About Ernst Winar
September 03, 1894 - June 28, 1978
|Place of Birth||:||Leiden, Netherlands|
|Also Known As||:||Joseph Carl von Eichhoff, Wilhelm Joseph Carl von Eichhoff|
|Imdb Profile||:||IMDB Profile|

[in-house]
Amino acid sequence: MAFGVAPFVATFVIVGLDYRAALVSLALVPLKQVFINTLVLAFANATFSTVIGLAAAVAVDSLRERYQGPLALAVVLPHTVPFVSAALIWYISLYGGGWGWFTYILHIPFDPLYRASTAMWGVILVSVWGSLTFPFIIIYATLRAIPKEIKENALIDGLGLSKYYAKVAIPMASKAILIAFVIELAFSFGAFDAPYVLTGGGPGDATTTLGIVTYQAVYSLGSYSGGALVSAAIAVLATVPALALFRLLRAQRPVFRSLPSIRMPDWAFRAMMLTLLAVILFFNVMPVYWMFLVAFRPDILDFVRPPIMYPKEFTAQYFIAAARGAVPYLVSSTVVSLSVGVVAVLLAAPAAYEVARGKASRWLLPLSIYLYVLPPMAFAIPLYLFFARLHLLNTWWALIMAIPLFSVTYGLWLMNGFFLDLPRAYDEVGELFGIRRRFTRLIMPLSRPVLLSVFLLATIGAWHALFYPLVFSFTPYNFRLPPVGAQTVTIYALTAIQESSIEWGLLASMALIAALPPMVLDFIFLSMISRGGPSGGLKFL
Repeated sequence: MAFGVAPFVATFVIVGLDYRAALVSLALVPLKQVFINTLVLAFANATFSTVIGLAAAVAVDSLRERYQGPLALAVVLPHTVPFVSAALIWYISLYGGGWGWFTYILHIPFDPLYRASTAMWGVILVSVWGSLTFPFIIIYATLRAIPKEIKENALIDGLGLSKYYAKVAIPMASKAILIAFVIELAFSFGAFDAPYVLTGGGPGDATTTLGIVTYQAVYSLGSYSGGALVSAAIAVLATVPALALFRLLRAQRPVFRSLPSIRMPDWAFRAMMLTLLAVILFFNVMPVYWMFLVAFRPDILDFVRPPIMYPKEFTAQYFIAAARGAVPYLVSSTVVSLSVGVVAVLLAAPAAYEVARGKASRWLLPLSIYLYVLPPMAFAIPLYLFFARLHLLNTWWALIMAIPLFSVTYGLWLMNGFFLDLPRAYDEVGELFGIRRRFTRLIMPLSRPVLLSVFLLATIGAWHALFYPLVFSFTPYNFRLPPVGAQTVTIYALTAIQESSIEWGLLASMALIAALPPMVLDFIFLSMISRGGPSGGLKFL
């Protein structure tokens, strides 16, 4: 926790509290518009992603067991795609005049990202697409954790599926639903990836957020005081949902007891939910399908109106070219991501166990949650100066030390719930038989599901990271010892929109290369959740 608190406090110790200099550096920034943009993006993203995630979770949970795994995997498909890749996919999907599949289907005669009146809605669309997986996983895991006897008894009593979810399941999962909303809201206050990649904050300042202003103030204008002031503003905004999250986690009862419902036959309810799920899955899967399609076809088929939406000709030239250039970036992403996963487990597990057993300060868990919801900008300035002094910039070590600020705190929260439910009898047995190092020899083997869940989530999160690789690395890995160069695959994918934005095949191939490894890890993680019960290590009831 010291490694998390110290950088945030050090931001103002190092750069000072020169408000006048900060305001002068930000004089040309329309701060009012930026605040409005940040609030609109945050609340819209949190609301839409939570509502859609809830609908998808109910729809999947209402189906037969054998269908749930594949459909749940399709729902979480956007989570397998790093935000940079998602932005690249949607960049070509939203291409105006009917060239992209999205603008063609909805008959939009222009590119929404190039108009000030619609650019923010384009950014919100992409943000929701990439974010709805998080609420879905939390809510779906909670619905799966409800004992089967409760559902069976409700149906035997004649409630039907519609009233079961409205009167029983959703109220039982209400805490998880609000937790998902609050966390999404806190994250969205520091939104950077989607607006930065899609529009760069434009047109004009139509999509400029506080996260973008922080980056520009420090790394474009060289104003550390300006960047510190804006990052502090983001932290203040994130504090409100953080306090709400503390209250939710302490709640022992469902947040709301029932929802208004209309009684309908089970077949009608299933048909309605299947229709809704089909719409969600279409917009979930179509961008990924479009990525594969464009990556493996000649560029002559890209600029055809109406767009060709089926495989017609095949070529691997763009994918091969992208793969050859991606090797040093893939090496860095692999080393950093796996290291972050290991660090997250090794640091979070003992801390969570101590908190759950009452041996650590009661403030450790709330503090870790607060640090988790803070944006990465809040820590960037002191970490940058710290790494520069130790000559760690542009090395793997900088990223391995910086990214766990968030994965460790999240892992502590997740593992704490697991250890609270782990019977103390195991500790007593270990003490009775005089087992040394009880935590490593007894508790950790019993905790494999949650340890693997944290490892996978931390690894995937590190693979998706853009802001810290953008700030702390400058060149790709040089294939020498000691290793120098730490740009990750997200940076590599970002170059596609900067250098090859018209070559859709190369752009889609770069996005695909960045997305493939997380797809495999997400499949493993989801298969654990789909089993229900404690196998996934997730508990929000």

Ernst Winar, born Wilhelm Joseph Carl Eichhoff (1894–1978), was a German-Dutch actor, film director and novelist. He appeared in 34 films between 1916 and 1955, and directed 14 films in that period. In 1920 he published the novel 'Peccavi...???', which he co-wrote with actor Adolphe Engers; the book was considered scandalous at the time because of its gay protagonist. Born into a German family as Wilhelm Joseph Carl Eichhoff, Winar broke off his studies in engineering at a young age and joined the Filmfabriek Hollandia in Haarlem; he assisted directors and crew, and made his acting debut in a supporting role in the film Majoor Frans (1916). Winar was also active on stage, joining the Bouwmeester theater for a short time. Adter some time he started taking on acting jobs in Germany as well; he got his first leading role in Zirkus Renz ('Circus Renz', 1927) by Austrian director Wolfgang Neff. He trained his directing skills at the Terra Film film school in Berlin and in 1923 he directed his first film, Der Mann im Hintergrund ('The Man in the Background'). In the early thirties he came back to the Netherlands. He signed with the Cinetone Studios and subsequently made the films De kribbebijter (1935) and Op stap (1935) with Louis Davids in the lead role. Winar was considered one of only few Dutch directors at Cinetone who had truly mastered the filmmaking profession. After the Second World War, Winar shifted his interest to making children's films, such as Dik Trom en zijn dorpsgenoten ('Dik Trom and his fellow villagers', 1947) and Vier Jongens en een Jeep ('Four guys and a jeep', 1955). The latter was his last film as both actor and director. In the 1960s, Winar supervised young filmmaker Paul Verhoeven as editor and co-writer for his short film Eén hagedis teveel ('One lizard too many', 1960) and documentary Het Korps Mariniers ('The Marine Corps', 1965).